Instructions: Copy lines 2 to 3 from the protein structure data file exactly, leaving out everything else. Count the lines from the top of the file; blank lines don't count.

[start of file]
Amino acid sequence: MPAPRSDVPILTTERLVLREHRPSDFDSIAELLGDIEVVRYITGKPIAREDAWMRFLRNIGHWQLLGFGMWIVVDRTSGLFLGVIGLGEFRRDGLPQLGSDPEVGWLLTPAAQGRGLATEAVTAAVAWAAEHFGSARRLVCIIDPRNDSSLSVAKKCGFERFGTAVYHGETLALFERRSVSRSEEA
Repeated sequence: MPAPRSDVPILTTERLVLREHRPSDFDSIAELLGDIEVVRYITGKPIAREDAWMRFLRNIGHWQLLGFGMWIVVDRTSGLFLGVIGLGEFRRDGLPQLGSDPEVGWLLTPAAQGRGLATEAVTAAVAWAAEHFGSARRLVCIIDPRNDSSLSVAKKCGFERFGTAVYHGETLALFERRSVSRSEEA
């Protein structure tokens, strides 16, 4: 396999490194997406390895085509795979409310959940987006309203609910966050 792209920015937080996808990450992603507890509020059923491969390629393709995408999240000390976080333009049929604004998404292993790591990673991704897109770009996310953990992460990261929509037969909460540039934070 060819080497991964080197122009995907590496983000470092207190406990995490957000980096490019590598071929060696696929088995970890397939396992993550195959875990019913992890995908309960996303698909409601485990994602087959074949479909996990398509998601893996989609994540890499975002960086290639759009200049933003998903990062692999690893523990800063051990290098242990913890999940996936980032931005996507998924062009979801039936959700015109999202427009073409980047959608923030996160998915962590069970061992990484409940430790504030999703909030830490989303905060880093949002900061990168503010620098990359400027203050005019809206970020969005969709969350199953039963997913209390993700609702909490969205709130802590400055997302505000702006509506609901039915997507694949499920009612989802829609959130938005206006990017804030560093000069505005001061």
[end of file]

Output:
Repeated sequence: MPAPRSDVPILTTERLVLREHRPSDFDSIAELLGDIEVVRYITGKPIAREDAWMRFLRNIGHWQLLGFGMWIVVDRTSGLFLGVIGLGEFRRDGLPQLGSDPEVGWLLTPAAQGRGLATEAVTAAVAWAAEHFGSARRLVCIIDPRNDSSLSVAKKCGFERFGTAVYHGETLALFERRSVSRSEEA
């Protein structure tokens, strides 16, 4: 396999490194997406390895085509795979409310959940987006309203609910966050 792209920015937080996808990450992603507890509020059923491969390629393709995408999240000390976080333009049929604004998404292993790591990673991704897109770009996310953990992460990261929509037969909460540039934070 060819080497991964080197122009995907590496983000470092207190406990995490957000980096490019590598071929060696696929088995970890397939396992993550195959875990019913992890995908309960996303698909409601485990994602087959074949479909996990398509998601893996989609994540890499975002960086290639759009200049933003998903990062692999690893523990800063051990290098242990913890999940996936980032931005996507998924062009979801039936959700015109999202427009073409980047959608923030996160998915962590069970061992990484409940430790504030999703909030830490989303905060880093949002900061990168503010620098990359400027203050005019809206970020969005969709969350199953039963997913209390993700609702909490969205709130802590400055997302505000702006509506609901039915997507694949499920009612989802829609959130938005206006990017804030560093000069505005001061």